This retrospective of prints produced over four decades by Scottish artist Peter Howson, one-time member of the New Glasgow Boys and a former war artist, provides an interesting parallel with his paintings.
The Icelandic artist’s first UK survey exhibition serves up a palimpsest of delights that gives contemporary performance art a good name.
The artist talks about her mission to place site-specific artworks honouring nature on the six habitable continents, and her involvement with the cultural programme of the Rio 2016 Olympic and Paralympic Games.
Much here is from his house or studio, with a number of paintings stretched up for the first time since the artist died in January. Mystical and ritualistic, yet irreverent, these are a taster of Rigden’s work.
The Australian artists talks about the influence of Sidney Nolan, his most recent body of works, Geophonics, his interest in landscape and in events that happen below the Earth’s crust.
She was an abstract painter out of time, a visionary and a maverick, but Georgiana Houghton was also a medium, whose inspiration came from an unexpected source.
Concerned with the human condition and the solitary existence of individuals, Hamilton’s paintings condense figures into a couple of suggestive brush strokes, stranded in darkness or light. This retrospective offers an overview of two decades of her work.
Like a magpie, taking fragments from works of art that he loves and reinterpreting them in new paintings on burlap or as sculptures, Valdés is always on the look out for inspiration. He explains how his entire world is seen through the lens of art history.
The writer and artist discusses Berlin, Bowie and alter egos, his show with Blain Southern, and why he won’t use 10 words when 20 will do.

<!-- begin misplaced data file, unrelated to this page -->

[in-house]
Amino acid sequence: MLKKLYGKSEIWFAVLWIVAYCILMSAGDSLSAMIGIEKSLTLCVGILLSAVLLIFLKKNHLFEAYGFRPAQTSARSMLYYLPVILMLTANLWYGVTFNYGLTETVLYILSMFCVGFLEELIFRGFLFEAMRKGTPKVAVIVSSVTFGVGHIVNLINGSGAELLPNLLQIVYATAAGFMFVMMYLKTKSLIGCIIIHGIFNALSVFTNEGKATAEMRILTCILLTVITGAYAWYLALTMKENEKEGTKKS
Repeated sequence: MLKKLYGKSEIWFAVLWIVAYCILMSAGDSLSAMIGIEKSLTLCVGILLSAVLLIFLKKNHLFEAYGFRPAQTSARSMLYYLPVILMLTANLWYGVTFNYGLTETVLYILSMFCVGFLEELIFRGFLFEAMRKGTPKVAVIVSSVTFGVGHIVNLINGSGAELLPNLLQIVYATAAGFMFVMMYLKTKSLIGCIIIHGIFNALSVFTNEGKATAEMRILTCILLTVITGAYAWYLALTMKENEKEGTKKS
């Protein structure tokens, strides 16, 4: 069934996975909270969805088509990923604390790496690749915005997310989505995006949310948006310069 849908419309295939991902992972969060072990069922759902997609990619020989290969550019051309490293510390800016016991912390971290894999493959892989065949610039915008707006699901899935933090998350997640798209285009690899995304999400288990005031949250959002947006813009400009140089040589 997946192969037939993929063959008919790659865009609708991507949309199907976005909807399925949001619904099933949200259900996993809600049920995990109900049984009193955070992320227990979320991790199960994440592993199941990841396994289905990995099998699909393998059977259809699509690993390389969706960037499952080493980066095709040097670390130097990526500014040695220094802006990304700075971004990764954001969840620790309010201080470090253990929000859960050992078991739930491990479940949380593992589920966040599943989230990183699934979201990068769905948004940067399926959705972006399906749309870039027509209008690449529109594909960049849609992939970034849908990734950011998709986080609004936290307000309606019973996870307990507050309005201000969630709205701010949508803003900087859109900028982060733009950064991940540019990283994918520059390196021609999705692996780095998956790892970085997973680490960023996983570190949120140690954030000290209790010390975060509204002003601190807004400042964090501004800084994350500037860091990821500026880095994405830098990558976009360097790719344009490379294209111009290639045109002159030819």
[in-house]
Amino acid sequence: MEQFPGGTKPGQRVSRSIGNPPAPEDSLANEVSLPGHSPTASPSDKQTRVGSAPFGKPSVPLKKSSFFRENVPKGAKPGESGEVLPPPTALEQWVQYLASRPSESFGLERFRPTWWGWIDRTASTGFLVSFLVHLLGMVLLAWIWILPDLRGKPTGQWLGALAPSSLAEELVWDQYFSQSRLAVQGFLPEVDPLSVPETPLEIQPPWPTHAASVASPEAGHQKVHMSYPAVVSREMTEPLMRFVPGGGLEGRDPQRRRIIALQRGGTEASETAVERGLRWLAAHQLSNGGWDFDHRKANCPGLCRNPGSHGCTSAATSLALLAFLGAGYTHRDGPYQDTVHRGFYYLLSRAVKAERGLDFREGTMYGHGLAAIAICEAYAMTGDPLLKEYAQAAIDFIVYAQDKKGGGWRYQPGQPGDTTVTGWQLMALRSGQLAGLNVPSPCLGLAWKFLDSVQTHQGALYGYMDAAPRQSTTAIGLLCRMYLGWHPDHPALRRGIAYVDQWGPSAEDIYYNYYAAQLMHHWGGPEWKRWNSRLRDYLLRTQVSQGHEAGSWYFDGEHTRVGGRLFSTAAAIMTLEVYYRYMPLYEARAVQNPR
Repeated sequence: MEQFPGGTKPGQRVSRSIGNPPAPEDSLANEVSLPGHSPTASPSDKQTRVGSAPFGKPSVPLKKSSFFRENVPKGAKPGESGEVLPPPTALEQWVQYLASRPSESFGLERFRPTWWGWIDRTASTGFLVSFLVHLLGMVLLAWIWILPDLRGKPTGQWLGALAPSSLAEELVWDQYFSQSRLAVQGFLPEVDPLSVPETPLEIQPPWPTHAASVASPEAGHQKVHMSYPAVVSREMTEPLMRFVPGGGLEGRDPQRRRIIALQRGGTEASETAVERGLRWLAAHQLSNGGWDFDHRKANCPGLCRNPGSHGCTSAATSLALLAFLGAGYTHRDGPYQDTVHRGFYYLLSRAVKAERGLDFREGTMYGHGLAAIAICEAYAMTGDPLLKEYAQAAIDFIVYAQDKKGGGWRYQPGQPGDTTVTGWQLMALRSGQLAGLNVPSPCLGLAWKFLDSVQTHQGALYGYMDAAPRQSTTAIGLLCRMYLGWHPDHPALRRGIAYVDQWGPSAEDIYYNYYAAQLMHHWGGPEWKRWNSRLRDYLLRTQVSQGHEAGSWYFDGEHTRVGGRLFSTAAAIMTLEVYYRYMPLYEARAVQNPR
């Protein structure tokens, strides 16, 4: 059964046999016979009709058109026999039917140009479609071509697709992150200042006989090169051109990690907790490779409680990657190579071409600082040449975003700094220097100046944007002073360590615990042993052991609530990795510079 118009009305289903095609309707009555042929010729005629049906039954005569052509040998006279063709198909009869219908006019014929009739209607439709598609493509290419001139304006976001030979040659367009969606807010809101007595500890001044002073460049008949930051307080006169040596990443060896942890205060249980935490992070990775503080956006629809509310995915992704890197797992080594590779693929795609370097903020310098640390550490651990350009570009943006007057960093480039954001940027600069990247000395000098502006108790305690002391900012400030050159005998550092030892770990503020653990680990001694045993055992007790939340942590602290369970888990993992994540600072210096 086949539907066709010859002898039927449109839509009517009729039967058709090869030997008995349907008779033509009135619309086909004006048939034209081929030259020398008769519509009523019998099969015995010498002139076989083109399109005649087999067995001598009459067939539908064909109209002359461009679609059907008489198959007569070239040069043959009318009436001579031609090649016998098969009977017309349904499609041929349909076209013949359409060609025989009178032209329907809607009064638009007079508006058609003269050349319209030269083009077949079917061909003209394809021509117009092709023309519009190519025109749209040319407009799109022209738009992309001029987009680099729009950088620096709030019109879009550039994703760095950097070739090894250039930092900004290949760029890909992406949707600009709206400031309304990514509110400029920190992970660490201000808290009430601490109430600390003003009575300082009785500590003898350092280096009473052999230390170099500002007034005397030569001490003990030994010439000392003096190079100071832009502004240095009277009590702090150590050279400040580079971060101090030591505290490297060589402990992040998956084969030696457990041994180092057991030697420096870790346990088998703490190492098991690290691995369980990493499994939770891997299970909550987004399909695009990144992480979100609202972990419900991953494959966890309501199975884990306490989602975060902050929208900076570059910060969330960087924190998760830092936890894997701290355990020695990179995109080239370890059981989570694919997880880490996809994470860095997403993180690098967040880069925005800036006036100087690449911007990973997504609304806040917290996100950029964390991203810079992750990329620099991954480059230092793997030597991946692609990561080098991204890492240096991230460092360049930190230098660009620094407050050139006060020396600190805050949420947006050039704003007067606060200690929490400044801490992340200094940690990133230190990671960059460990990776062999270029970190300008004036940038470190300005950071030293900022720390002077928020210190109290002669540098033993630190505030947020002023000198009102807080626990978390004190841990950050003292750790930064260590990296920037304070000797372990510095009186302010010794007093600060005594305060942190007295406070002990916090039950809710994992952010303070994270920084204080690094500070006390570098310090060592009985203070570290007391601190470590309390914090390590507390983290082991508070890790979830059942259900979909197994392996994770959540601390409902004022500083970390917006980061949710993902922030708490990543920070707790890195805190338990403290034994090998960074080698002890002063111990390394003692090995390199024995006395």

Whether depicting the pathos of everyday tradesmen, the union of same-sex lovers, or the embattled duality of a body riddled with cancer, the Indian artist’s wry humour combines with his vibrant palette to create compelling narrative paintings that speak to viewers across the globe.
This intriguing exhibition attempts to capture the elusive nature of the human voice, with live performances by sound artists, demonstrations, paintings and medical illustrations. Curator Bárbara Rodríguez Muñoz tells Studio International about the show.
Showcasing his work from 1921 to his death in 1964, this exhibition allows the visitor to fully appreciate the artist’s interest in going back through his older sketches and paintings to find inspiration.
The Bolognese artist uses everyday materials and plastics to replicate natural folds and textures in a manner akin to the ideas of arte povera. Currently in London for two exhibitions, she speaks to Studio International about her inspirations and aspirations.
The artist talks about her new installation, Molar, at Cass Sculpture Foundation, created as a place of reflection on a disintegrating utopia.
Studio International visited Rana Begum in her studio in north-east London to talk to her about her creative process, and the works she has prepared for her first solo UK exhibition at Parasol unit foundation for contemporary art.